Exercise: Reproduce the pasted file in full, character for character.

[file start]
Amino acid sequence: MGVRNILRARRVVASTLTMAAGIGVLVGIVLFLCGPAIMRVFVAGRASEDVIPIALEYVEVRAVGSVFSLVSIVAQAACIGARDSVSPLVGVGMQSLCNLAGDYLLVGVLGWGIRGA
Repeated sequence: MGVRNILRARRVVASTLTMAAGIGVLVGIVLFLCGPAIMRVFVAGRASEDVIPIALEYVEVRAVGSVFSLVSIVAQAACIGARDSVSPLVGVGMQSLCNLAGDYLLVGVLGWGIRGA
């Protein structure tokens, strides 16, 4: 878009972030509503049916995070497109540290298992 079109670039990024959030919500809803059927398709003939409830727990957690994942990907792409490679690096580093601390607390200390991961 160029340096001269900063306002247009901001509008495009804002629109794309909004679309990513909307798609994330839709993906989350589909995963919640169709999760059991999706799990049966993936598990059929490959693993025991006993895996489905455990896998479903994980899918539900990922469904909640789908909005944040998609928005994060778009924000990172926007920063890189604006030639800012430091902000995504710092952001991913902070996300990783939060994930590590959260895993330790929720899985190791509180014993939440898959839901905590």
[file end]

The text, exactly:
Amino acid sequence: MGVRNILRARRVVASTLTMAAGIGVLVGIVLFLCGPAIMRVFVAGRASEDVIPIALEYVEVRAVGSVFSLVSIVAQAACIGARDSVSPLVGVGMQSLCNLAGDYLLVGVLGWGIRGA
Repeated sequence: MGVRNILRARRVVASTLTMAAGIGVLVGIVLFLCGPAIMRVFVAGRASEDVIPIALEYVEVRAVGSVFSLVSIVAQAACIGARDSVSPLVGVGMQSLCNLAGDYLLVGVLGWGIRGA
């Protein structure tokens, strides 16, 4: 878009972030509503049916995070497109540290298992 079109670039990024959030919500809803059927398709003939409830727990957690994942990907792409490679690096580093601390607390200390991961 160029340096001269900063306002247009901001509008495009804002629109794309909004679309990513909307798609994330839709993906989350589909995963919640169709999760059991999706799990049966993936598990059929490959693993025991006993895996489905455990896998479903994980899918539900990922469904909640789908909005944040998609928005994060778009924000990172926007920063890189604006030639800012430091902000995504710092952001991913902070996300990783939060994930590590959260895993330790929720899985190791509180014993939440898959839901905590």